The Real Deal on Deepfakes: How to Identify and Protect Yourself

Have you ever seen a video of your favourite celebrity saying something outrageous, only to find out later it was completely fabricated? Or perhaps you’ve received an urgent email seemingly from your boss, but something felt off.

Welcome to the world of deepfakes, a rapidly evolving technology that uses artificial intelligence (AI) to create synthetic media, often in the form of videos or audio recordings that appear real but are actually manipulated.

While deepfakes can be used for creative purposes, such as satire or entertainment, their potential for misuse is concerning. Deepfakes have already made their way into political campaigns. In 2024, a fake robocall mimicked the voice of a candidate, attempting to fool people into believing they said something they never did.

Bad actors use deepfakes to spread misinformation, damage reputations, and even manipulate financial markets. They are also used in phishing attacks. Knowing how to identify different types of deepfakes is crucial in today’s world.

What Are the Different Types of Deepfakes, and How Can You Spot Them?

Face-Swapping Deepfakes

This is the most common type, where the face of one person is seamlessly superimposed onto another’s body in a video. These can be quite convincing, especially with high-quality footage and sophisticated AI algorithms.

Here’s how to spot them:

  • Look for inconsistencies: Pay close attention to lighting, skin tones, and facial expressions. Do they appear natural and consistent throughout the video? Look for subtle glitches such as hair not moving realistically or slight misalignments around the face and neck.
  • Check the source: Where did you encounter the video? Was it on a reputable news site or a random social media page? Be cautious of unverified sources and unknown channels.
  • Listen closely: Does the voice sound natural? Does it match the person’s typical speech patterns? Incongruences in voice tone, pitch, or accent can be giveaways.

Deepfake Audio

This type involves generating synthetic voice recordings that mimic a specific person’s speech patterns and intonations. Scammers can use these to create fake audio messages, making it seem like someone said something they didn’t.

Here’s how to spot them:

  • Focus on the audio quality: Deepfake audio can sound slightly robotic or unnatural, especially when compared to genuine recordings of the same person. Pay attention to unusual pauses, inconsistent pronunciation, or strange emphasis.
  • Compare the content: Does the content of the audio message align with what the person would typically say or within the context in which it’s presented? Consider if the content seems out of character or contradicts known facts.
  • Seek verification: Is there any independent evidence to support the claims made? If not, approach it with healthy scepticism.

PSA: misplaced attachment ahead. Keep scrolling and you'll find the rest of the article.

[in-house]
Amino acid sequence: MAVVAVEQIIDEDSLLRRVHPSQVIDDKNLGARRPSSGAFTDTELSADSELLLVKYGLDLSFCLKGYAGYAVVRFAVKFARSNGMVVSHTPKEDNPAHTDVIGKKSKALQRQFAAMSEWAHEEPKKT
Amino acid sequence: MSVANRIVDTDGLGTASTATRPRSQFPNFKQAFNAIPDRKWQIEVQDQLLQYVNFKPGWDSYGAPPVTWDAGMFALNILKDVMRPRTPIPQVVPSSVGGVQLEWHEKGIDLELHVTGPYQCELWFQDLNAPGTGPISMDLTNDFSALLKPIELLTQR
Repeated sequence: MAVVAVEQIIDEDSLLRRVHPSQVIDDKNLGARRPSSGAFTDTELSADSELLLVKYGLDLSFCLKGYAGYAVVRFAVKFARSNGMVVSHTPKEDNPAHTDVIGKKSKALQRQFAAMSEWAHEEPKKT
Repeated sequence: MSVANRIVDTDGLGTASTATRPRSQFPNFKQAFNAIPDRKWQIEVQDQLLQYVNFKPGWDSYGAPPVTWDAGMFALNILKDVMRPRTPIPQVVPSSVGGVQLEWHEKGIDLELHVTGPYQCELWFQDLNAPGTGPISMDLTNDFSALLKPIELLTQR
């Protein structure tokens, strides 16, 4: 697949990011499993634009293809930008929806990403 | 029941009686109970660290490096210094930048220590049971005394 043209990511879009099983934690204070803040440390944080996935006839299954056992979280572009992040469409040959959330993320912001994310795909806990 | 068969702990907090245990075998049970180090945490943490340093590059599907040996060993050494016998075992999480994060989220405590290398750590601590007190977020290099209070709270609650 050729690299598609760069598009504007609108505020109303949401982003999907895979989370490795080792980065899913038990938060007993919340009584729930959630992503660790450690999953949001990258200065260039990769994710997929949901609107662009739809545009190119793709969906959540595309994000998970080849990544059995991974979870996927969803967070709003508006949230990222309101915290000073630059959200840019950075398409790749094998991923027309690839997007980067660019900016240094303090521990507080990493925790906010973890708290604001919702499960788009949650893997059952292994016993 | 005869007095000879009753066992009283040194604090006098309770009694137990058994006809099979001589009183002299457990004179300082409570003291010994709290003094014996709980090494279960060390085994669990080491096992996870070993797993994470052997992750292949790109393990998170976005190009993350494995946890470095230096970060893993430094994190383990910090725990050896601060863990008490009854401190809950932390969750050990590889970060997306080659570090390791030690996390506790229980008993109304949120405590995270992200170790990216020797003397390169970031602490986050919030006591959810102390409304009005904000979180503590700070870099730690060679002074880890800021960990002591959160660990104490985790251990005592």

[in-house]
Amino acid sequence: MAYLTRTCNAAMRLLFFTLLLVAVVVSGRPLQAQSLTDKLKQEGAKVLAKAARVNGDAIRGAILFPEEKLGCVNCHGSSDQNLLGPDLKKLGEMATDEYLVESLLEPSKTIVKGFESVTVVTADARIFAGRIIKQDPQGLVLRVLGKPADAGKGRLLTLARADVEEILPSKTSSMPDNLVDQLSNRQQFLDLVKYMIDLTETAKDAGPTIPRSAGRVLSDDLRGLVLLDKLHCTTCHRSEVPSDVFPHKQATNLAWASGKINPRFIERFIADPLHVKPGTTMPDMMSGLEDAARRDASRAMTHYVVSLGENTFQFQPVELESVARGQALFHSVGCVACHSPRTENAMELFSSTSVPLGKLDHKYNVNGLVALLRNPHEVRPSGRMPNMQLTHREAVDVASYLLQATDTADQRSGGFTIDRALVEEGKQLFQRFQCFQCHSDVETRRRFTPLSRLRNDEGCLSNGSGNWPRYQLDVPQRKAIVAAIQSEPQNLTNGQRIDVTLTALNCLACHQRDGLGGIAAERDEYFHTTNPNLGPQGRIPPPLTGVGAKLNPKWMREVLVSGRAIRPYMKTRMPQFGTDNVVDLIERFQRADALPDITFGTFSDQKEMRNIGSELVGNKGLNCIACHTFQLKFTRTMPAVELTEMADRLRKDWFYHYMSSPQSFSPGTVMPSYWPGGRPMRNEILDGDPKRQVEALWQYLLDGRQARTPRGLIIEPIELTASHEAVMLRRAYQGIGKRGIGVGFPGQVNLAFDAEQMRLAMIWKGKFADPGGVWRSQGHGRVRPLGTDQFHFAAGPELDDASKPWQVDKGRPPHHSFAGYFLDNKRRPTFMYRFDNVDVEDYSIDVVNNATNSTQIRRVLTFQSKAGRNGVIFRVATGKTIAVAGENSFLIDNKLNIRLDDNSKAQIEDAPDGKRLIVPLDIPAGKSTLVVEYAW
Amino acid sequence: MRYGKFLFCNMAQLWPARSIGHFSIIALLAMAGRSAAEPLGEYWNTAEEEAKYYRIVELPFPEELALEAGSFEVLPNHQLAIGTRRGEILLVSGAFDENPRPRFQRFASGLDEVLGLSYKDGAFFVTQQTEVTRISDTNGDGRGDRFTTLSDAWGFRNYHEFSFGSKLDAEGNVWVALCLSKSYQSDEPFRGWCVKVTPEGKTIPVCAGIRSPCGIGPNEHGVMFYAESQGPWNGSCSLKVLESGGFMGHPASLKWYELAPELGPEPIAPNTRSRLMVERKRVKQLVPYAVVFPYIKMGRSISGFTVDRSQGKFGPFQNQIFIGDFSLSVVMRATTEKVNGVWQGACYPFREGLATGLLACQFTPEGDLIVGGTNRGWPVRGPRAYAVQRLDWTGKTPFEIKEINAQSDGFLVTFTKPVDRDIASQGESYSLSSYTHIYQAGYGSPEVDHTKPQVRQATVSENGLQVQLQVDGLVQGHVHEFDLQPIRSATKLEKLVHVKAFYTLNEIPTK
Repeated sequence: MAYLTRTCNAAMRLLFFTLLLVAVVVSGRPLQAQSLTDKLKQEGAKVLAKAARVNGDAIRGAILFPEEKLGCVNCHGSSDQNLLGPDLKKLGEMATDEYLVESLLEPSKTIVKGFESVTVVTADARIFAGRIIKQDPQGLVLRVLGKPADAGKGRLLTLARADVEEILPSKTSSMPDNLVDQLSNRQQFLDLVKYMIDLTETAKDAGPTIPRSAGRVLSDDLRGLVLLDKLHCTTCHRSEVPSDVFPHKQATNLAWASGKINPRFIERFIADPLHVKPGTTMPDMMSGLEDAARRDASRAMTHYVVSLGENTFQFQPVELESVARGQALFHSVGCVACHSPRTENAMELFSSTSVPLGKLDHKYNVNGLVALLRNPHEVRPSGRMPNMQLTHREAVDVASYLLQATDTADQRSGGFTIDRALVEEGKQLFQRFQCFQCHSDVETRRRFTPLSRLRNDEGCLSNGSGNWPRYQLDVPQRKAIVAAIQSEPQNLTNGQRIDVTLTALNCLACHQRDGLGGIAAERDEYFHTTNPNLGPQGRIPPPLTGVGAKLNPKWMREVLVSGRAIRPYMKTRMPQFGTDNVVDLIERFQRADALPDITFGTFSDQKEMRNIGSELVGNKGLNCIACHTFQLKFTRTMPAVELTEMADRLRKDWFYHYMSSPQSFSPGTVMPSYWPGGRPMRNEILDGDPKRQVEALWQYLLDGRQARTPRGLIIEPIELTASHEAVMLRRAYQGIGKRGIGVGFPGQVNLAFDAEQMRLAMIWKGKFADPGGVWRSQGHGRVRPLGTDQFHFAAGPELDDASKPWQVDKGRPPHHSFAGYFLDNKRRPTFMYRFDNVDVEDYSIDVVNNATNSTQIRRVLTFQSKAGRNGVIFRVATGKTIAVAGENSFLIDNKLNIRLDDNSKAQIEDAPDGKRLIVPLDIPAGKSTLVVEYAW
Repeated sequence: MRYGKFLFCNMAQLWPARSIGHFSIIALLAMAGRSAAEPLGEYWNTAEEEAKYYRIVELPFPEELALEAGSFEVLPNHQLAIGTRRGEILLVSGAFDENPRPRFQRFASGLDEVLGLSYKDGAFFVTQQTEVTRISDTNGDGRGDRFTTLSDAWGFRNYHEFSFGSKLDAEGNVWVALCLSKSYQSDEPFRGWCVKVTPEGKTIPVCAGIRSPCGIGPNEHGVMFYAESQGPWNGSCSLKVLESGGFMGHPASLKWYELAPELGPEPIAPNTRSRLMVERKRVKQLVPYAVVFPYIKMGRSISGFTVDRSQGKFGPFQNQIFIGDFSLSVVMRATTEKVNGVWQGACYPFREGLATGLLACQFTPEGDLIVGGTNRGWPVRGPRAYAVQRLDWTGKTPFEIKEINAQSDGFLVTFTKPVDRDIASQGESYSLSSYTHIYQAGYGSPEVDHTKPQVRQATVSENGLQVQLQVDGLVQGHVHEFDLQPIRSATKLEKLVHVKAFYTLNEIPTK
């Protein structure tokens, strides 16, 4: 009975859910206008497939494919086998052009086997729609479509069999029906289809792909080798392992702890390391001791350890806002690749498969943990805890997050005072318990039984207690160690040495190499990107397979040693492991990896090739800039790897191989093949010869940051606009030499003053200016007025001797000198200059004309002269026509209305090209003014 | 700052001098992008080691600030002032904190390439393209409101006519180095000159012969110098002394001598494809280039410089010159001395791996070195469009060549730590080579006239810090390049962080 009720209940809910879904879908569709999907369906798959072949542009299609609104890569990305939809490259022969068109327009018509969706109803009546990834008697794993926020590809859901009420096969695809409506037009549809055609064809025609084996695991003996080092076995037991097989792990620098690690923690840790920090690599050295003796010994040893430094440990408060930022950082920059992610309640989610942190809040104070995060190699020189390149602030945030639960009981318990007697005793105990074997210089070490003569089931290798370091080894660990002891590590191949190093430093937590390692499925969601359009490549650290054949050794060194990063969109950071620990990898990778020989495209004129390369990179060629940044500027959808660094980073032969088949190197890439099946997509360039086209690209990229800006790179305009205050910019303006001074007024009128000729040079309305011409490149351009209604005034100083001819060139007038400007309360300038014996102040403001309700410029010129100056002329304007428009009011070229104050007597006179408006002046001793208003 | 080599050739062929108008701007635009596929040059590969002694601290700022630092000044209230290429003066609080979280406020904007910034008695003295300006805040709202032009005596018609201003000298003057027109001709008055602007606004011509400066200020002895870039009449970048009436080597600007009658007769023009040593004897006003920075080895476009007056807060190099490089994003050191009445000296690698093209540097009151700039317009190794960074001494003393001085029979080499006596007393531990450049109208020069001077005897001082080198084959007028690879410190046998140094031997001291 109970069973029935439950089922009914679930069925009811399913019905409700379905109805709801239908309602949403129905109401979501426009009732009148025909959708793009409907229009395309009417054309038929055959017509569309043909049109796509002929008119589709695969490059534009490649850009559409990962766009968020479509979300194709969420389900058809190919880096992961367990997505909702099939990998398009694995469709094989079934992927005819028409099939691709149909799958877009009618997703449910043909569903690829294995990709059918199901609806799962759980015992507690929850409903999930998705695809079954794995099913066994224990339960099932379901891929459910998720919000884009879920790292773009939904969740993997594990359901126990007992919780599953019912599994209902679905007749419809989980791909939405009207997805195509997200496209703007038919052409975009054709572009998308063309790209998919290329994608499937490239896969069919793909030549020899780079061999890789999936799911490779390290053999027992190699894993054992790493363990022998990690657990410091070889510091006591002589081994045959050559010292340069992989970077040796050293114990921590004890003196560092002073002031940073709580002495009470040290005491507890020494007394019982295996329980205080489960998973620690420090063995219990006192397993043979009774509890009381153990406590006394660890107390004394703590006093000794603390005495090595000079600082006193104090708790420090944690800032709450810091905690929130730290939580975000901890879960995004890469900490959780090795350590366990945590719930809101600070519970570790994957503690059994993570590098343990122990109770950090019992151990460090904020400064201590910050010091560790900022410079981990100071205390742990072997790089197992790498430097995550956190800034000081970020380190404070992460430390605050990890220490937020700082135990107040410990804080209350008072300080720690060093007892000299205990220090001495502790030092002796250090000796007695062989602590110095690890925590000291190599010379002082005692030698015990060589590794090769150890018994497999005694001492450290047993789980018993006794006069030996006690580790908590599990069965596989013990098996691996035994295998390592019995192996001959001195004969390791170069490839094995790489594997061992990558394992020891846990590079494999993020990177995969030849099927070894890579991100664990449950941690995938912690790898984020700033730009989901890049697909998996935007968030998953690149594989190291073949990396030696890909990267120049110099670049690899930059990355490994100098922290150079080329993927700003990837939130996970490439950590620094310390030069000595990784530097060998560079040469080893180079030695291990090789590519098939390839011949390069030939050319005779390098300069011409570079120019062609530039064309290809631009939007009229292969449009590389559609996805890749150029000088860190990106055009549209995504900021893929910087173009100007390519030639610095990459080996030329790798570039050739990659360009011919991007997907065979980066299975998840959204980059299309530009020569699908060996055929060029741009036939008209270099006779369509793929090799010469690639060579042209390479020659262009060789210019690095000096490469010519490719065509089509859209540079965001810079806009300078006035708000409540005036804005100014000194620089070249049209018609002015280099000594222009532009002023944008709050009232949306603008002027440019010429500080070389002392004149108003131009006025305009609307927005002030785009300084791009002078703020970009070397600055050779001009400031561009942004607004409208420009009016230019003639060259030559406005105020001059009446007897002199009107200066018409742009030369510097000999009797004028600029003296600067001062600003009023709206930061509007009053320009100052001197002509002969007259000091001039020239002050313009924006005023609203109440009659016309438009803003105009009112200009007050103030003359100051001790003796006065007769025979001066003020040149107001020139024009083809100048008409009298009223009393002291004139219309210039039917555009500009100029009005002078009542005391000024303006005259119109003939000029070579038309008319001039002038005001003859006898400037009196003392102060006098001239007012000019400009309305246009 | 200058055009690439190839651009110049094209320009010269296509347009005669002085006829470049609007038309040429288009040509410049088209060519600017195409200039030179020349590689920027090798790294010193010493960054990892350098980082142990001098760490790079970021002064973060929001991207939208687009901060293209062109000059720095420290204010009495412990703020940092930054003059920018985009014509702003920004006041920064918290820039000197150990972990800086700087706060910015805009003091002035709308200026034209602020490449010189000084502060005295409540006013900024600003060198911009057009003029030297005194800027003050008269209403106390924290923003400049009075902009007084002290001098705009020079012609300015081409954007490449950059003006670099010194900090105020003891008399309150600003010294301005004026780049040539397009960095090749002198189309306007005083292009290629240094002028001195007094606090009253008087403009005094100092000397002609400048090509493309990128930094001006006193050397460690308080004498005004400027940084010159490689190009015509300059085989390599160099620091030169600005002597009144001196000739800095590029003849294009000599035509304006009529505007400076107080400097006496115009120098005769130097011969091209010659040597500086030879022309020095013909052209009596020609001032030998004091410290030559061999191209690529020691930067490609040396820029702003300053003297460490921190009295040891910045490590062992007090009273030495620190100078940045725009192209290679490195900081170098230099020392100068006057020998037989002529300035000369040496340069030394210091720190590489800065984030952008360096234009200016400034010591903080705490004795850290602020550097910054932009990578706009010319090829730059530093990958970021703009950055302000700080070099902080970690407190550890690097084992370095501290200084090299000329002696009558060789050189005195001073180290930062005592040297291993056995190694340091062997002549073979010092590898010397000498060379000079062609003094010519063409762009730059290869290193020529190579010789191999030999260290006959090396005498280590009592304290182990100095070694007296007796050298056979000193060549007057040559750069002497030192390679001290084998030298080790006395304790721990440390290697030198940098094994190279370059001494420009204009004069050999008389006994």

Text-Based Deepfakes

This emerging type of deepfake uses AI to generate written content, such as social media posts, articles, or emails, mimicking the writing style of a specific person or publication. These can be particularly dangerous as scammers use them to spread misinformation or impersonate someone online.

Here’s how to spot them:

  • Read critically: Pay attention to the writing style, vocabulary, and tone. Does it match the way the person or publication typically writes? Look for unusual phrasing, grammatical errors, or inconsistencies in tone.
  • Check factual accuracy: Verify the information presented in the text against reliable sources. Don’t rely solely on the content itself for confirmation.
  • Be wary of emotional triggers: Be cautious of content that evokes strong emotions such as fear, anger, or outrage. Scammers may be using these to manipulate your judgement.

Deepfake Videos with Object Manipulation

This type goes beyond faces and voices, using AI to manipulate objects within real video footage by changing their appearance or behaviour. Bad actors may use this to fabricate events or alter visual evidence.

Here’s how to spot them:

  • Observe physics and movement: Pay attention to how objects move in the video. Does their motion appear natural and consistent with the laws of physics? Look for unnatural movement patterns, sudden changes in object size, or inconsistencies in lighting and shadows.
  • Seek original footage: If possible, try to find the original source of the video footage. This can help you compare it to the manipulated version and identify alterations.

Staying vigilant and applying critical thinking are crucial in the age of deepfakes. Familiarise yourself with the different types, learn to recognise potential red flags, and verify information through reliable sources. These actions will help you become more informed and secure.

Get a Device Security Checkup

Criminals are using deepfakes for phishing. Just by clicking on one, you may have downloaded a virus. A device security checkup can give you peace of mind. We’ll take a look for any potential threats and remove them.

Contact us today to learn more.